• Net debt levels have been significantly reduced following several large disposals. Aspen sold its infant milk nutritional business to French dairy group, Lactalis, for R11 billion. It also recently sold its Japanese operations to Sandoz for R5.2 billion. These disposals reduced Aspen’s net borrowings from a peak of R53.5 billion to just over R33 billion as at 31 December 2019, thereby creating some covenant headroom. Furthermore, cash-flow generation in its most recent results was very strong as manage­ment focused on reducing the investment in working capital. Aspen’s capital expenditure cycle reduces significantly from 2020, which should allow debt to be paid down faster. The reduction in net debt levels removes the risk of Aspen needing to raise equity to bolster its balance sheet. This is depicted in Figure 4.

Figure 4.png

  • Management has a stated target of reducing the net debt to earnings before interest, taxes, depreciation and amortisation ratio to close to two times. They believe that this will allow for sufficient financial flexibility to allow Aspen to capitalise on acquisitive opportunities. We believe this is achievable given the focus to unlock the investment in working capital and the reduction in future capital expenditure requirements.
  • Aspen has built up a significant buffer in heparin stock and has nearly two years of supply. This is due to it being vertically inte­grated into the manufacture of its anti-coagulant products. The buffer stock protects it from short-term spikes in heparin prices caused by African swine fever and reduces the risk of stock-outs. This should allow it to either supply competitors, capitalise on high heparin prices, or gain market share in the event of competi­tors being unable to meet demand.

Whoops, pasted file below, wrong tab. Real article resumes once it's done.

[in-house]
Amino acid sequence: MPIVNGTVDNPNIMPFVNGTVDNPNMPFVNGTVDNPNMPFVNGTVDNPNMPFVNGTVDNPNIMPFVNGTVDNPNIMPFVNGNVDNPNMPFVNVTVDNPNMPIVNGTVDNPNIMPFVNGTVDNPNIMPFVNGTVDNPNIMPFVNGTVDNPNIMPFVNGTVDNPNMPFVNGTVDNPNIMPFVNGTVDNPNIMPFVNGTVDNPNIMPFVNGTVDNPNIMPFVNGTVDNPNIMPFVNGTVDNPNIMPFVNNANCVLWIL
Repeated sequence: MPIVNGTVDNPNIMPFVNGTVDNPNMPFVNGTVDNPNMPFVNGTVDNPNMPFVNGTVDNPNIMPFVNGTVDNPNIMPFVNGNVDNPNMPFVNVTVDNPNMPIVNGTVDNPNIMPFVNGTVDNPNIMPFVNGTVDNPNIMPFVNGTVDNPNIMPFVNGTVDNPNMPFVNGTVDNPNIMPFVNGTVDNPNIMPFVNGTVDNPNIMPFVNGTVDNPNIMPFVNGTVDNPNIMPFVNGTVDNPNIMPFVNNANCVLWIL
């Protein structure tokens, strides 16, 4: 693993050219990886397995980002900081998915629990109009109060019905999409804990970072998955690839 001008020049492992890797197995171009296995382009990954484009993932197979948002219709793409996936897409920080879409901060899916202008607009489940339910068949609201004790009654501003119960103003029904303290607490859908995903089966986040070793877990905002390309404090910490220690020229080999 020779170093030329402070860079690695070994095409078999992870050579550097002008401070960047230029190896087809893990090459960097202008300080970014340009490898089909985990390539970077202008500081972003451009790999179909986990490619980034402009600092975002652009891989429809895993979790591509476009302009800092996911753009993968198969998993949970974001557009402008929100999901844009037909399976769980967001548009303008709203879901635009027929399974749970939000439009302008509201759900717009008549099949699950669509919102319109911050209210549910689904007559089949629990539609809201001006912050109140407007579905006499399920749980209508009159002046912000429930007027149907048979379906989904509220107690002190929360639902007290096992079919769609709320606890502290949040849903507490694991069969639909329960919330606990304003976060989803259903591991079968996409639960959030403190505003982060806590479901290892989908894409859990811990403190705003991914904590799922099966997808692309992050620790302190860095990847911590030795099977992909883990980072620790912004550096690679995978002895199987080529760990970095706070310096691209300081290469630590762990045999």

• There are plans to address the weak perfor­mance from its anticoagulants division by intro­ducing a strategic partner into its developed European business. This will result in an initial cash injection (once a portion of this business is sold) and should result in better volume perfor­mance as the strategic partner assists in placing more sales representation behind these products.

Furthermore, emerging markets currently contribute 46% of the revenue generated by anticoagulants. Per capita anticoagulant usage is lower in emerging markets, which should support future volume growth as the contribu­tion of emerging markets to sales increases.

  • Demand for Aspen’s sterile portfolio of anti-coagulants and anaesthetics has increased due to the Covid-19 pandemic:
    • Blood clots are treated by administering anticoagulants, and there is increasing evidence that Covid-19 leads to blood clots in patients that may result in pulmonary embolism.
    • Anaesthetics, especially muscle relaxants, are administered to patients who require ventilation. This should support volume growth for the foreseeable future until such time that a vaccine is developed.

At the time of writing, the Aspen share price has recovered to R150, after reaching a trough of R65. It has outperformed the market by a factor of two from this low.

Despite some recovery, Aspen trades on an attrac­tive one-year forward price earnings multiple of 9.3 times and just under nine times our assessment of normal earnings, and remains a 4.2% holding in our clients’ portfolios.

Recent news flow has also been supportive – an injectable steroid, dexamethasone, has proven to reduce Covid-19 deaths by a third in patients on ventilators and has also shown to reduce fatali­ties by a fifth among patients who were receiving oxygen support. Aspen is a major manufacturer of dexamethasone injections in South Africa as well as other markets such as the UK. We had no special insights into these extraordinary developments, and we simply owned Aspen as we believed that the risk-adjusted returns and resultant margin of safety were attractive.

In today’s volatile financial markets where asset prices are determined by the news of the day, it’s easy to miss the wood for the trees. Patience, courage and a long time horizon are required to make rational, long-term decisions. In a world where time horizons are collapsing, we remain committed to our proven philosophy of investing for the long term. +


Global (ex-US) readers
US readers

Quinton Ivan is Head of Coronation’s Core Equity Strategy and a senior portfolio manager with 19 years of investment experience.